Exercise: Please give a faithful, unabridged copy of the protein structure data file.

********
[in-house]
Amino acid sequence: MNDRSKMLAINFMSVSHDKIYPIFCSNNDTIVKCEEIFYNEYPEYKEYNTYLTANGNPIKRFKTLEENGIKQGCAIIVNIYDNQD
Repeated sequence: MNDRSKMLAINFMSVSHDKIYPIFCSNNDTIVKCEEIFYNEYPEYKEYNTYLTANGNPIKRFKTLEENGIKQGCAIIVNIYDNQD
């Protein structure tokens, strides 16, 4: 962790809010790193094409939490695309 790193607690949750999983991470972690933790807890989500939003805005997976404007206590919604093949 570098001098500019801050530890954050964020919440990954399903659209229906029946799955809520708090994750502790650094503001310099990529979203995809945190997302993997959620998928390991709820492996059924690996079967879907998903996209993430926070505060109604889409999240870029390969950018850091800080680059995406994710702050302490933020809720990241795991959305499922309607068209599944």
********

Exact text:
[in-house]
Amino acid sequence: MNDRSKMLAINFMSVSHDKIYPIFCSNNDTIVKCEEIFYNEYPEYKEYNTYLTANGNPIKRFKTLEENGIKQGCAIIVNIYDNQD
Repeated sequence: MNDRSKMLAINFMSVSHDKIYPIFCSNNDTIVKCEEIFYNEYPEYKEYNTYLTANGNPIKRFKTLEENGIKQGCAIIVNIYDNQD
């Protein structure tokens, strides 16, 4: 962790809010790193094409939490695309 790193607690949750999983991470972690933790807890989500939003805005997976404007206590919604093949 570098001098500019801050530890954050964020919440990954399903659209229906029946799955809520708090994750502790650094503001310099990529979203995809945190997302993997959620998928390991709820492996059924690996079967879907998903996209993430926070505060109604889409999240870029390969950018850091800080680059995406994710702050302490933020809720990241795991959305499922309607068209599944």